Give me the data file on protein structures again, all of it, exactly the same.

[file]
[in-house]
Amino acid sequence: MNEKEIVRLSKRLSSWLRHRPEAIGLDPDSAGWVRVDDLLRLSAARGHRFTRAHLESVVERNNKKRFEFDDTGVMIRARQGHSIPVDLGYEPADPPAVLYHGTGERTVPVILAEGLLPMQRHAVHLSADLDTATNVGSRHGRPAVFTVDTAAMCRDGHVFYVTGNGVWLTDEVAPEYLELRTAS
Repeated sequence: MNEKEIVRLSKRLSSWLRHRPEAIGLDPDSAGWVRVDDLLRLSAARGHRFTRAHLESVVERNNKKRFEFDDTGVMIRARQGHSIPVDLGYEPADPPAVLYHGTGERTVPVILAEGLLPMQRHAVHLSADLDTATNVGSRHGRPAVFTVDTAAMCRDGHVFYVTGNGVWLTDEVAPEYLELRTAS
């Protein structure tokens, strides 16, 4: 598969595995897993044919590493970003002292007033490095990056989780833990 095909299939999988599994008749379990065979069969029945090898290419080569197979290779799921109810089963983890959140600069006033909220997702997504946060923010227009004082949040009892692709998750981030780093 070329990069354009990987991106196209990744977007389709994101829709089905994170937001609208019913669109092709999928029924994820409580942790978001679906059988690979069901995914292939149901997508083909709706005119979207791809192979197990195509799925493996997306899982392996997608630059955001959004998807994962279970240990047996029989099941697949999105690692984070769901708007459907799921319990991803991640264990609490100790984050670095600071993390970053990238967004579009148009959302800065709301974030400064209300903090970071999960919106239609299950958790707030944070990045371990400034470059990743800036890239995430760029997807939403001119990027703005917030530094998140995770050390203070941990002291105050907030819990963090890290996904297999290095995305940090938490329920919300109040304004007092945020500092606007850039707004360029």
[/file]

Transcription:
[in-house]
Amino acid sequence: MNEKEIVRLSKRLSSWLRHRPEAIGLDPDSAGWVRVDDLLRLSAARGHRFTRAHLESVVERNNKKRFEFDDTGVMIRARQGHSIPVDLGYEPADPPAVLYHGTGERTVPVILAEGLLPMQRHAVHLSADLDTATNVGSRHGRPAVFTVDTAAMCRDGHVFYVTGNGVWLTDEVAPEYLELRTAS
Repeated sequence: MNEKEIVRLSKRLSSWLRHRPEAIGLDPDSAGWVRVDDLLRLSAARGHRFTRAHLESVVERNNKKRFEFDDTGVMIRARQGHSIPVDLGYEPADPPAVLYHGTGERTVPVILAEGLLPMQRHAVHLSADLDTATNVGSRHGRPAVFTVDTAAMCRDGHVFYVTGNGVWLTDEVAPEYLELRTAS
């Protein structure tokens, strides 16, 4: 598969595995897993044919590493970003002292007033490095990056989780833990 095909299939999988599994008749379990065979069969029945090898290419080569197979290779799921109810089963983890959140600069006033909220997702997504946060923010227009004082949040009892692709998750981030780093 070329990069354009990987991106196209990744977007389709994101829709089905994170937001609208019913669109092709999928029924994820409580942790978001679906059988690979069901995914292939149901997508083909709706005119979207791809192979197990195509799925493996997306899982392996997608630059955001959004998807994962279970240990047996029989099941697949999105690692984070769901708007459907799921319990991803991640264990609490100790984050670095600071993390970053990238967004579009148009959302800065709301974030400064209300903090970071999960919106239609299950958790707030944070990045371990400034470059990743800036890239995430760029997807939403001119990027703005917030530094998140995770050390203070941990002291105050907030819990963090890290996904297999290095995305940090938490329920919300109040304004007092945020500092606007850039707004360029």